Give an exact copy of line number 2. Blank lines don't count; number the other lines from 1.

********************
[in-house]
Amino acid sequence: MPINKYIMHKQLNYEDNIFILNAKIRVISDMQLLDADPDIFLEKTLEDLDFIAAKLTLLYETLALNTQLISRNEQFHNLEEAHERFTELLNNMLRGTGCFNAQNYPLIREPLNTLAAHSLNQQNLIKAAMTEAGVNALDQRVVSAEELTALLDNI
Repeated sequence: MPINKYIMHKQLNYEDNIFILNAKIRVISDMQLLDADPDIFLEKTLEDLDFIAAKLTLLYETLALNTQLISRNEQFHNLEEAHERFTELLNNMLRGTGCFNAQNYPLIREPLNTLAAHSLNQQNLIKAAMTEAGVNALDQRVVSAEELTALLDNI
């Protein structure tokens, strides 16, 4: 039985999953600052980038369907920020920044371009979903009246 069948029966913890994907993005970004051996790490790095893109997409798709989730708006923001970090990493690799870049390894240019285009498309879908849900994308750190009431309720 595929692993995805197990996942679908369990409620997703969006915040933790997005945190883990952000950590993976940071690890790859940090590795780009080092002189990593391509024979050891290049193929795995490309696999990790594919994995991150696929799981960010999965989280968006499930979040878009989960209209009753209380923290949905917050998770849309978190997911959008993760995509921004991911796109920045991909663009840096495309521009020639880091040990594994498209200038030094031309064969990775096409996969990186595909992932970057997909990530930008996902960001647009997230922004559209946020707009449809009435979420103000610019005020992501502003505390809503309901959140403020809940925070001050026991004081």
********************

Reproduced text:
Amino acid sequence: MPINKYIMHKQLNYEDNIFILNAKIRVISDMQLLDADPDIFLEKTLEDLDFIAAKLTLLYETLALNTQLISRNEQFHNLEEAHERFTELLNNMLRGTGCFNAQNYPLIREPLNTLAAHSLNQQNLIKAAMTEAGVNALDQRVVSAEELTALLDNI